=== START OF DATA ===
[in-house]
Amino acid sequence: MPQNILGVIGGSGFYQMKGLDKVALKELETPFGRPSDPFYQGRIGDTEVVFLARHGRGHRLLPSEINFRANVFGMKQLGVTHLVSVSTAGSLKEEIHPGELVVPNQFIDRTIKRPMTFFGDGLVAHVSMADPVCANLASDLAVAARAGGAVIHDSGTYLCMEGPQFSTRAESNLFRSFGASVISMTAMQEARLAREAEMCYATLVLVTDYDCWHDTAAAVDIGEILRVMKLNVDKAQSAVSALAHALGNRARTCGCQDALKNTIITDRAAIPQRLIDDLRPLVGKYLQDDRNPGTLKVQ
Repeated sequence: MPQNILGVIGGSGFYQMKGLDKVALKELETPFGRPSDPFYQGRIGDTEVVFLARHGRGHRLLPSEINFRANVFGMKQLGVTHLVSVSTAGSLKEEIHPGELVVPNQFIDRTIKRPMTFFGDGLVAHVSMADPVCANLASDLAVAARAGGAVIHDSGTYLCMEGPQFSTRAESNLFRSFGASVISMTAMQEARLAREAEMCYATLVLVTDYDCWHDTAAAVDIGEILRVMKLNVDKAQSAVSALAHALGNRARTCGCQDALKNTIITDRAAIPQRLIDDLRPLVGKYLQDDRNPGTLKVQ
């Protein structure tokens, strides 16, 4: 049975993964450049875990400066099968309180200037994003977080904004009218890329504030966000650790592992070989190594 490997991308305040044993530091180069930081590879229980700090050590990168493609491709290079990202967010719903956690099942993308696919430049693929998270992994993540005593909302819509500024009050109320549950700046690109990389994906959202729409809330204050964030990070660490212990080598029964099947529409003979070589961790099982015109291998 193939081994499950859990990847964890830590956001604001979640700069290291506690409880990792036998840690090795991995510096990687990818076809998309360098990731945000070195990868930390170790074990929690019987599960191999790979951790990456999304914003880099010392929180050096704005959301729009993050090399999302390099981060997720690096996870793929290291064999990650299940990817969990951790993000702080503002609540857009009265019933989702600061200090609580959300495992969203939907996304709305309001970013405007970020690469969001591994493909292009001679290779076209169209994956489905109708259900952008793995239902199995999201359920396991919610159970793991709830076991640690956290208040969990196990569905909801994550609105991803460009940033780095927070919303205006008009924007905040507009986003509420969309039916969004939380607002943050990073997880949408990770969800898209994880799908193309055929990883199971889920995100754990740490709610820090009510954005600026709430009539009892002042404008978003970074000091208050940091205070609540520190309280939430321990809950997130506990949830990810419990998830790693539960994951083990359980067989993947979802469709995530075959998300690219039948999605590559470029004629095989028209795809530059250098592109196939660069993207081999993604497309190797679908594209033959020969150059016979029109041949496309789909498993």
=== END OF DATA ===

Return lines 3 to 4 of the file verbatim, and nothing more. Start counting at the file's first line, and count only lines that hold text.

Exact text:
Repeated sequence: MPQNILGVIGGSGFYQMKGLDKVALKELETPFGRPSDPFYQGRIGDTEVVFLARHGRGHRLLPSEINFRANVFGMKQLGVTHLVSVSTAGSLKEEIHPGELVVPNQFIDRTIKRPMTFFGDGLVAHVSMADPVCANLASDLAVAARAGGAVIHDSGTYLCMEGPQFSTRAESNLFRSFGASVISMTAMQEARLAREAEMCYATLVLVTDYDCWHDTAAAVDIGEILRVMKLNVDKAQSAVSALAHALGNRARTCGCQDALKNTIITDRAAIPQRLIDDLRPLVGKYLQDDRNPGTLKVQ
């Protein structure tokens, strides 16, 4: 049975993964450049875990400066099968309180200037994003977080904004009218890329504030966000650790592992070989190594 490997991308305040044993530091180069930081590879229980700090050590990168493609491709290079990202967010719903956690099942993308696919430049693929998270992994993540005593909302819509500024009050109320549950700046690109990389994906959202729409809330204050964030990070660490212990080598029964099947529409003979070589961790099982015109291998 193939081994499950859990990847964890830590956001604001979640700069290291506690409880990792036998840690090795991995510096990687990818076809998309360098990731945000070195990868930390170790074990929690019987599960191999790979951790990456999304914003880099010392929180050096704005959301729009993050090399999302390099981060997720690096996870793929290291064999990650299940990817969990951790993000702080503002609540857009009265019933989702600061200090609580959300495992969203939907996304709305309001970013405007970020690469969001591994493909292009001679290779076209169209994956489905109708259900952008793995239902199995999201359920396991919610159970793991709830076991640690956290208040969990196990569905909801994550609105991803460009940033780095927070919303205006008009924007905040507009986003509420969309039916969004939380607002943050990073997880949408990770969800898209994880799908193309055929990883199971889920995100754990740490709610820090009510954005600026709430009539009892002042404008978003970074000091208050940091205070609540520190309280939430321990809950997130506990949830990810419990998830790693539960994951083990359980067989993947979802469709995530075959998300690219039948999605590559470029004629095989028209795809530059250098592109196939660069993207081999993604497309190797679908594209033959020969150059016979029109041949496309789909498993």